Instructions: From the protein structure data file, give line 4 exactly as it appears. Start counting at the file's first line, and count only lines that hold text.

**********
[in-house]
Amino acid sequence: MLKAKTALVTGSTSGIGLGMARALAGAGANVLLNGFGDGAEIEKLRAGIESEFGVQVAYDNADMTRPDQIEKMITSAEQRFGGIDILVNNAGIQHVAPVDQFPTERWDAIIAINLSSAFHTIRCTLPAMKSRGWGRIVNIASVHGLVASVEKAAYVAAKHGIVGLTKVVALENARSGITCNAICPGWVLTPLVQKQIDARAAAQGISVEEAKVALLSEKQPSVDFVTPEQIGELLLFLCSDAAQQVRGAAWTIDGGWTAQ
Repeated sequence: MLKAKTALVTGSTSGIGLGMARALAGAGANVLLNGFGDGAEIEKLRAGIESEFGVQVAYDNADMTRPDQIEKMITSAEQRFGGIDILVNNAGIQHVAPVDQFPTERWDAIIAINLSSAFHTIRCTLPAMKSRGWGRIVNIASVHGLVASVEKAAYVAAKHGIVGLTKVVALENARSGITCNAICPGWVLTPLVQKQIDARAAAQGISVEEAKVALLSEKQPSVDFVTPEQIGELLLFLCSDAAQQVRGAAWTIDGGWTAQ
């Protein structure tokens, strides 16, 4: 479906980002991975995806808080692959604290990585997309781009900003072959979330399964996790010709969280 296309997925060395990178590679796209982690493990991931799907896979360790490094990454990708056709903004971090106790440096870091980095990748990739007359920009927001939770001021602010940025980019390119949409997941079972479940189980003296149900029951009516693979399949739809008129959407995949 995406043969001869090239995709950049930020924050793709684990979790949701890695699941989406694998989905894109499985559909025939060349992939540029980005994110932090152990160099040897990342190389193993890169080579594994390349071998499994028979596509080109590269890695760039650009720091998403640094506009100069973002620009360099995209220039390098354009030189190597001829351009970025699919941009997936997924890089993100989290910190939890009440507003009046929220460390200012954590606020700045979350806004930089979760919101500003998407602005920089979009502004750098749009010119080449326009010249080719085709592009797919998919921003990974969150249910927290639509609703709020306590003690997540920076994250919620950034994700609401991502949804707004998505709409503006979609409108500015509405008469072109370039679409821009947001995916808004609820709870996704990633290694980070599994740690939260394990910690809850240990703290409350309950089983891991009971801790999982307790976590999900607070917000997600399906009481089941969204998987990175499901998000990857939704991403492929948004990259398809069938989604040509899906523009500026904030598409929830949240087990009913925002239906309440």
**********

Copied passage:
């Protein structure tokens, strides 16, 4: 479906980002991975995806808080692959604290990585997309781009900003072959979330399964996790010709969280 296309997925060395990178590679796209982690493990991931799907896979360790490094990454990708056709903004971090106790440096870091980095990748990739007359920009927001939770001021602010940025980019390119949409997941079972479940189980003296149900029951009516693979399949739809008129959407995949 995406043969001869090239995709950049930020924050793709684990979790949701890695699941989406694998989905894109499985559909025939060349992939540029980005994110932090152990160099040897990342190389193993890169080579594994390349071998499994028979596509080109590269890695760039650009720091998403640094506009100069973002620009360099995209220039390098354009030189190597001829351009970025699919941009997936997924890089993100989290910190939890009440507003009046929220460390200012954590606020700045979350806004930089979760919101500003998407602005920089979009502004750098749009010119080449326009010249080719085709592009797919998919921003990974969150249910927290639509609703709020306590003690997540920076994250919620950034994700609401991502949804707004998505709409503006979609409108500015509405008469072109370039679409821009947001995916808004609820709870996704990633290694980070599994740690939260394990910690809850240990703290409350309950089983891991009971801790999982307790976590999900607070917000997600399906009481089941969204998987990175499901998000990857939704991403492929948004990259398809069938989604040509899906523009500026904030598409929830949240087990009913925002239906309440």